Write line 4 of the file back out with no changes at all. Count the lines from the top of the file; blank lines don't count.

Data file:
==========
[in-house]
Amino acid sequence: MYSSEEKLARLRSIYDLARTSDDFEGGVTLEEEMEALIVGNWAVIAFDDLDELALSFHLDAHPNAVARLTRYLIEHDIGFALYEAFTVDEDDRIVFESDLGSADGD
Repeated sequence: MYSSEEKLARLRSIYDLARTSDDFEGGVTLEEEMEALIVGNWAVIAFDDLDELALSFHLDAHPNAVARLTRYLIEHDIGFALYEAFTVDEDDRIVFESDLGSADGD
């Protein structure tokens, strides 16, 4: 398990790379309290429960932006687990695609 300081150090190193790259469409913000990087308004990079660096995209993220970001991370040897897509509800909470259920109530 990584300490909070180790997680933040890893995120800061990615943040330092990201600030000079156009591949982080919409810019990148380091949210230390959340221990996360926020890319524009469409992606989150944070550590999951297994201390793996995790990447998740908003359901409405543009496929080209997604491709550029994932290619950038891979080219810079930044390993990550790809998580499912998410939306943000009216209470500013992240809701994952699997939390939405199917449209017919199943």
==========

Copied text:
């Protein structure tokens, strides 16, 4: 398990790379309290429960932006687990695609 300081150090190193790259469409913000990087308004990079660096995209993220970001991370040897897509509800909470259920109530 990584300490909070180790997680933040890893995120800061990615943040330092990201600030000079156009591949982080919409810019990148380091949210230390959340221990996360926020890319524009469409992606989150944070550590999951297994201390793996995790990447998740908003359901409405543009496929080209997604491709550029994932290619950038891979080219810079930044390993990550790809998580499912998410939306943000009216209470500013992240809701994952699997939390939405199917449209017919199943």